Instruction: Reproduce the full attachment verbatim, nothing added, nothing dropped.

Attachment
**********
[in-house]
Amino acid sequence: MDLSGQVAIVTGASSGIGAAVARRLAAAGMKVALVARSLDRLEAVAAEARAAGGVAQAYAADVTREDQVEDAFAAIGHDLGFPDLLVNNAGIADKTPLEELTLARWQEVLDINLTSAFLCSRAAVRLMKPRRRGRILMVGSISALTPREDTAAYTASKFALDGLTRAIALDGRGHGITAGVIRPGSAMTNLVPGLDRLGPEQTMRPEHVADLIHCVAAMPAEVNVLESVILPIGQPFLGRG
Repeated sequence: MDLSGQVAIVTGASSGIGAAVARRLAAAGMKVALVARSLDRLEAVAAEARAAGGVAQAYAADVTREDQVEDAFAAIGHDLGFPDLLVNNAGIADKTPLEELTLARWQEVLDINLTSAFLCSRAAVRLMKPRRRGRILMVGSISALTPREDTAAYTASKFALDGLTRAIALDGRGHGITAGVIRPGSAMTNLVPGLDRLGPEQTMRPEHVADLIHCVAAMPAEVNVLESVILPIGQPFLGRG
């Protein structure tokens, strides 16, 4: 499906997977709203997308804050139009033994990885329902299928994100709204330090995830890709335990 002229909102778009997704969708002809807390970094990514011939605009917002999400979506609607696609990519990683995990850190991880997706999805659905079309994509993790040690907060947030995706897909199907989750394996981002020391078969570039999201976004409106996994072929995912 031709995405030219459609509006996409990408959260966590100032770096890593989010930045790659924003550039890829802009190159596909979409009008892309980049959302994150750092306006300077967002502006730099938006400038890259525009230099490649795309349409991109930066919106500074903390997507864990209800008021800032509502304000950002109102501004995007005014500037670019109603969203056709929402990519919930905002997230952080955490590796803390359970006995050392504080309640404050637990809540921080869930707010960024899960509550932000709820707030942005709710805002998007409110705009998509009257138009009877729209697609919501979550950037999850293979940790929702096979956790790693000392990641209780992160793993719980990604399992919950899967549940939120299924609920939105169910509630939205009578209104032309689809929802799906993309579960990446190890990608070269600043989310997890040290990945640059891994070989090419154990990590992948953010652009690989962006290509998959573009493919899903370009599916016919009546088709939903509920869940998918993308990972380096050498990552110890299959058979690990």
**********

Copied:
[in-house]
Amino acid sequence: MDLSGQVAIVTGASSGIGAAVARRLAAAGMKVALVARSLDRLEAVAAEARAAGGVAQAYAADVTREDQVEDAFAAIGHDLGFPDLLVNNAGIADKTPLEELTLARWQEVLDINLTSAFLCSRAAVRLMKPRRRGRILMVGSISALTPREDTAAYTASKFALDGLTRAIALDGRGHGITAGVIRPGSAMTNLVPGLDRLGPEQTMRPEHVADLIHCVAAMPAEVNVLESVILPIGQPFLGRG
Repeated sequence: MDLSGQVAIVTGASSGIGAAVARRLAAAGMKVALVARSLDRLEAVAAEARAAGGVAQAYAADVTREDQVEDAFAAIGHDLGFPDLLVNNAGIADKTPLEELTLARWQEVLDINLTSAFLCSRAAVRLMKPRRRGRILMVGSISALTPREDTAAYTASKFALDGLTRAIALDGRGHGITAGVIRPGSAMTNLVPGLDRLGPEQTMRPEHVADLIHCVAAMPAEVNVLESVILPIGQPFLGRG
């Protein structure tokens, strides 16, 4: 499906997977709203997308804050139009033994990885329902299928994100709204330090995830890709335990 002229909102778009997704969708002809807390970094990514011939605009917002999400979506609607696609990519990683995990850190991880997706999805659905079309994509993790040690907060947030995706897909199907989750394996981002020391078969570039999201976004409106996994072929995912 031709995405030219459609509006996409990408959260966590100032770096890593989010930045790659924003550039890829802009190159596909979409009008892309980049959302994150750092306006300077967002502006730099938006400038890259525009230099490649795309349409991109930066919106500074903390997507864990209800008021800032509502304000950002109102501004995007005014500037670019109603969203056709929402990519919930905002997230952080955490590796803390359970006995050392504080309640404050637990809540921080869930707010960024899960509550932000709820707030942005709710805002998007409110705009998509009257138009009877729209697609919501979550950037999850293979940790929702096979956790790693000392990641209780992160793993719980990604399992919950899967549940939120299924609920939105169910509630939205009578209104032309689809929802799906993309579960990446190890990608070269600043989310997890040290990945640059891994070989090419154990990590992948953010652009690989962006290509998959573009493919899903370009599916016919009546088709939903509920869940998918993308990972380096050498990552110890299959058979690990």